Roméo et Juliette (1988) was Dusapin's first opera. It's short (around 75 minutes), and it features two Juliettes and two Roméos, before and after the Revolution (represented by an orchestral interlude). There is singing in French, English and Latin.... Only the Revolution here is a kind of operatic Revolution of our two lovely singers, Juliette and Roméo...

    A boring experience.


    Perelŕ, that I didn't like, but it's clearly better than this one, is complete in youtube:


  10. #429
    Senior Member Involved Member Nervous Gentleman's Avatar
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    Re: Bartók's "Bluebeard's Castle"

    The 1963 German-language version filmed in color by the great British director Michael Powell (The Red Shoes, Black Narcissus, Tales of Hoffmann, etc.) is also well worth seeing. There's an English subtitled copy of this commercially-unavailable and seemingly forgotten film adaptation floating about on the internet. For those who would like to see it, I have posted it to YouTube:


  11. #430
    Opera Lively Moderator Top Contributor Member Soave_Fanciulla's Avatar
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    Not only Kaufmann and Stemme, but Peter Mattei comes in as Fernando at the end and warms the cockles of my heart. Kaufmann's first note in Gott! Welch Dunkel hier! has to be heard to be believed.



    Nice to listen to old favourites again:

    Natalie

  12. #431
    Opera Lively News Coordinator Top Contributor Member MAuer's Avatar
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    It took long enough to get here, but I finally got my hands on the new studio recording of Carmen with the one-and-only Jonas. So far, I like what I've heard, though Kozená’s Carmen seems a bit . . . ladylike.

    As soon as I've finished listening to the entire recording, I'll write a brief "review."

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  14. #432
    Senior Member Involved Member StLukesGuildOhio's Avatar
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    Yesterday was a day for "light"... melody-laden opera/operettas:



    Richard Tauber was a singer of incredible natural fluidity... perfectly suited for Viennese operettas... which is what he was most known for. I have the marvelous Dutton recording of his songs/arias from Lehár. This disc featured less well-known composers of Viennese operettas (beyond Strauss, Lehár, Flotow, and Lortzing) including Oscar Straus, Robert Stolz, Emmerich kalman, Paul Abraham, and Jaromir Weinberger. Some real joyful singing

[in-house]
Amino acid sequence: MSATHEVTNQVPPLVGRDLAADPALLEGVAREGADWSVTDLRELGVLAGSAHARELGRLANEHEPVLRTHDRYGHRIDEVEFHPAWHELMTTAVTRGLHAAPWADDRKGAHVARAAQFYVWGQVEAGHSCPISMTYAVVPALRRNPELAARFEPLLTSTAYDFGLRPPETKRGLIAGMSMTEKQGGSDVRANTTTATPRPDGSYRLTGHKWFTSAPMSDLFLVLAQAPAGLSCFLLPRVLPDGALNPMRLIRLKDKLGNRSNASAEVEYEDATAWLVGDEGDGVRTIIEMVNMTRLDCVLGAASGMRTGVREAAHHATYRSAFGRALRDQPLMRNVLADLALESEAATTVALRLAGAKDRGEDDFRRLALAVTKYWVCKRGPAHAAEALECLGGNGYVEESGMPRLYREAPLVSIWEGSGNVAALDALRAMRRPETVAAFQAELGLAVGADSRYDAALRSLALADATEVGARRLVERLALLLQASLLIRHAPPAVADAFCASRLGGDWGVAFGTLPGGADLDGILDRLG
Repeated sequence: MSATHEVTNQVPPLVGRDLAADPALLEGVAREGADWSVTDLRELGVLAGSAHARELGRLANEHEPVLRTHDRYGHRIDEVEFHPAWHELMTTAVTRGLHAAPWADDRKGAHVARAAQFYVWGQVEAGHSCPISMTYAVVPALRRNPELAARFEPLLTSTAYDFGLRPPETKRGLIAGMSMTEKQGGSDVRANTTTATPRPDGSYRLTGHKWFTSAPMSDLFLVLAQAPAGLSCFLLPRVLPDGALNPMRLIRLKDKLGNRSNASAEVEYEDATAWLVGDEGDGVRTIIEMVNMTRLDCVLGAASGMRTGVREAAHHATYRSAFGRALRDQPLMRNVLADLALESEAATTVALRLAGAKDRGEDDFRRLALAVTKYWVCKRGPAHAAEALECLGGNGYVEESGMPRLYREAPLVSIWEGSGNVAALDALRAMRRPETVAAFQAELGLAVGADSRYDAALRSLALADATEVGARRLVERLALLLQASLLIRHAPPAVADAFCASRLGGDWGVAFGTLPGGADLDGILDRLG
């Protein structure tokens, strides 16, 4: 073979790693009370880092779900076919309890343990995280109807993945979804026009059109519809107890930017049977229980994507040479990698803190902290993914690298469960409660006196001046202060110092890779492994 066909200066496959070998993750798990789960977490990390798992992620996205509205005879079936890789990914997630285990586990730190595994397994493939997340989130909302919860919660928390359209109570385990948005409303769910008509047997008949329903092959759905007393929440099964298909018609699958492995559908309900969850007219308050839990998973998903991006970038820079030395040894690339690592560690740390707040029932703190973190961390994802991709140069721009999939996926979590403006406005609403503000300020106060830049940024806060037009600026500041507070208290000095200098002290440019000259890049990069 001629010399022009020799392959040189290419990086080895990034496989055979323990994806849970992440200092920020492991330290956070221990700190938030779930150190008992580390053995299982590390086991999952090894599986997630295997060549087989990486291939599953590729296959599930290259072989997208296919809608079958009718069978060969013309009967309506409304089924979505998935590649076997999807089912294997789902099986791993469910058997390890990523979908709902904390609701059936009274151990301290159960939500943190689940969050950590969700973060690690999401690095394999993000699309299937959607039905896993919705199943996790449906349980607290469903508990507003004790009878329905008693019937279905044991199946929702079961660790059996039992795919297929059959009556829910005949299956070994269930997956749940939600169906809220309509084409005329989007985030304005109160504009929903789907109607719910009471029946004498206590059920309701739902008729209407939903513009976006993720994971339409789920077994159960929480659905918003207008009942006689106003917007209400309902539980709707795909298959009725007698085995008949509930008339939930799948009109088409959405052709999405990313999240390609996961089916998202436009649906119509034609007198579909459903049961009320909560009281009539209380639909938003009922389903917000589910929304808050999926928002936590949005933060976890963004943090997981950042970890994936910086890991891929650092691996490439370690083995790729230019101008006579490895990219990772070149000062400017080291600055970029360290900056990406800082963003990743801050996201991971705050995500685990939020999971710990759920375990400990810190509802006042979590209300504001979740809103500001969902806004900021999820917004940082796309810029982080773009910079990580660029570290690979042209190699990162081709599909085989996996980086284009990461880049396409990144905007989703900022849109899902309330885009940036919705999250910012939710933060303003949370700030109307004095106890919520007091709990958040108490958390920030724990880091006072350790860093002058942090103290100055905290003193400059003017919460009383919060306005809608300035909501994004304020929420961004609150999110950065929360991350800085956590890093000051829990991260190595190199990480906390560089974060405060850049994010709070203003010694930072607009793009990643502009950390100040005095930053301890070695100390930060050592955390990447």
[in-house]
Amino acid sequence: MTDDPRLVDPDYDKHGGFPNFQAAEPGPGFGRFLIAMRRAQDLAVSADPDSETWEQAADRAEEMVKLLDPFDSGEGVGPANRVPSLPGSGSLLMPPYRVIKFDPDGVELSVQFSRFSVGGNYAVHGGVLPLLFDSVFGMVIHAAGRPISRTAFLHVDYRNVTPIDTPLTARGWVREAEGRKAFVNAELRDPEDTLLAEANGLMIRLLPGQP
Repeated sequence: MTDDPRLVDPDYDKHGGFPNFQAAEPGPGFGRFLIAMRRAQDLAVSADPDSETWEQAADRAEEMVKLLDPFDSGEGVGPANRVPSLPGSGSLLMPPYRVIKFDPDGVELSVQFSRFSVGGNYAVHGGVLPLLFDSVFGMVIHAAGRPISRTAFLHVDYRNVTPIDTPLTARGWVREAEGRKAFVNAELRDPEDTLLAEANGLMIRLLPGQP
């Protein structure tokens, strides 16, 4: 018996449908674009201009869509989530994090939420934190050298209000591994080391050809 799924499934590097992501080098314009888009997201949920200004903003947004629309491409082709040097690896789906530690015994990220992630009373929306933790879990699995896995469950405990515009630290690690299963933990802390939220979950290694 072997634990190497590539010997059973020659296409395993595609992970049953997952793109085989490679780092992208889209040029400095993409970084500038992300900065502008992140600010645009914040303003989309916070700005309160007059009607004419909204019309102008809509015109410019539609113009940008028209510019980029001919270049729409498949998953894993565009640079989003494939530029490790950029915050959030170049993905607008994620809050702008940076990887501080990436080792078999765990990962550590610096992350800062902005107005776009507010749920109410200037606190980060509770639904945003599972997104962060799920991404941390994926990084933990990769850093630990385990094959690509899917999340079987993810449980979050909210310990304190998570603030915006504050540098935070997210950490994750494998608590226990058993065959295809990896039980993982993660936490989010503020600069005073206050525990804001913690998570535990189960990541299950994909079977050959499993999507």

*****



    I played this... in the Jeffrey Tate recording... Sunday night...



    ...and was so blown away I had to play it again. I've actually owned Karajan's recording of Hänsel und Gretel for at least 5+ years... but for whatever reason never got around to listening to it. A huge loss on my part. For an opera often described as a folk opera/fairy-tale opera/children's opera, Hänsel und Gretel could not boast of a greater pedigree. The tale upon which the opera was based was first collected and given serious literary consideration by the Brothers Grimm. The tale was related to the brothers by a certain young girl by the name of Dörtchen Wild... who would become Mrs. Wilhelm Grimm.

    Engelbert Humperdinck was a precocious protégé of Richard Wagner who had spent time at the "master's" side dutifully copying the score of Parsifal. It was his sister, Adelheid Wette, who requested that Humperdinck set to music her children's play of Hänsel und Gretel. She was so delighted with the result, that she insisted her brother expand his efforts... and compose an entire opera. Humperdinck was not immediately thrilled with the request... after all, as a sworn Wagnerian, he took a lofty view of the operatic calling. What would Wagner think!? And what chance did such an undertaking have in competition with those "upstart" Italian operas with all their sex and violence passed off as social commentary?

    Humperdinck's sister prevailed... luckily for us... and the opera was composed and set for production at the same theater in Weimar where Wagner's Lohengrin had premiered. The Kapellmeister who accepted the opera was none other than Richard Strauss. Sensing the importance of the event, Strauss engaged the distinguished conductor of the Munich Opera, Hermann Levi (Wagner's favorite) to conduct the premier. When the singer employed to perform Gretel took ill, the premier was postponed for a week... and Levi was no longer available... so Strauss conducted the premier himself.